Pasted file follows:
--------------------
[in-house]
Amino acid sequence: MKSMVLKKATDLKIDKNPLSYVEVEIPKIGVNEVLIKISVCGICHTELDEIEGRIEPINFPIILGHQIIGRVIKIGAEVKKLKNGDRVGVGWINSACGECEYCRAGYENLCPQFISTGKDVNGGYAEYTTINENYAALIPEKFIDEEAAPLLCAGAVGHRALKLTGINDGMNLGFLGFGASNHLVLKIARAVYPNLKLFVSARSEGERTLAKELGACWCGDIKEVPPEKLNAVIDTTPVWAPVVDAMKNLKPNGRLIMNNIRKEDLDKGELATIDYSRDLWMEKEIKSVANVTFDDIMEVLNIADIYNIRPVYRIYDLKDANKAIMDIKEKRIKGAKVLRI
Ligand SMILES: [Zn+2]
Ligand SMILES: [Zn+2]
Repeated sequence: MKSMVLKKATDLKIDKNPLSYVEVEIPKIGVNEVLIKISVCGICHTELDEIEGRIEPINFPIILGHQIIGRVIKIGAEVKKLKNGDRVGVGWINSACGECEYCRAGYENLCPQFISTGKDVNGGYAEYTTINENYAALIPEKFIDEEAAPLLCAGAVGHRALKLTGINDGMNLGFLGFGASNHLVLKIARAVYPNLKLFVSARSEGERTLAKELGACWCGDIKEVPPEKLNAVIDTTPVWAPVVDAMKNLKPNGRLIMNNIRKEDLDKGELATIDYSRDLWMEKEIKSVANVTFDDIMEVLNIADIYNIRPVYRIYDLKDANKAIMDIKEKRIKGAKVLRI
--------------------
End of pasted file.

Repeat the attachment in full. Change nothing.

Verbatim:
[in-house]
Amino acid sequence: MKSMVLKKATDLKIDKNPLSYVEVEIPKIGVNEVLIKISVCGICHTELDEIEGRIEPINFPIILGHQIIGRVIKIGAEVKKLKNGDRVGVGWINSACGECEYCRAGYENLCPQFISTGKDVNGGYAEYTTINENYAALIPEKFIDEEAAPLLCAGAVGHRALKLTGINDGMNLGFLGFGASNHLVLKIARAVYPNLKLFVSARSEGERTLAKELGACWCGDIKEVPPEKLNAVIDTTPVWAPVVDAMKNLKPNGRLIMNNIRKEDLDKGELATIDYSRDLWMEKEIKSVANVTFDDIMEVLNIADIYNIRPVYRIYDLKDANKAIMDIKEKRIKGAKVLRI
Ligand SMILES: [Zn+2]
Ligand SMILES: [Zn+2]
Repeated sequence: MKSMVLKKATDLKIDKNPLSYVEVEIPKIGVNEVLIKISVCGICHTELDEIEGRIEPINFPIILGHQIIGRVIKIGAEVKKLKNGDRVGVGWINSACGECEYCRAGYENLCPQFISTGKDVNGGYAEYTTINENYAALIPEKFIDEEAAPLLCAGAVGHRALKLTGINDGMNLGFLGFGASNHLVLKIARAVYPNLKLFVSARSEGERTLAKELGACWCGDIKEVPPEKLNAVIDTTPVWAPVVDAMKNLKPNGRLIMNNIRKEDLDKGELATIDYSRDLWMEKEIKSVANVTFDDIMEVLNIADIYNIRPVYRIYDLKDANKAIMDIKEKRIKGAKVLRI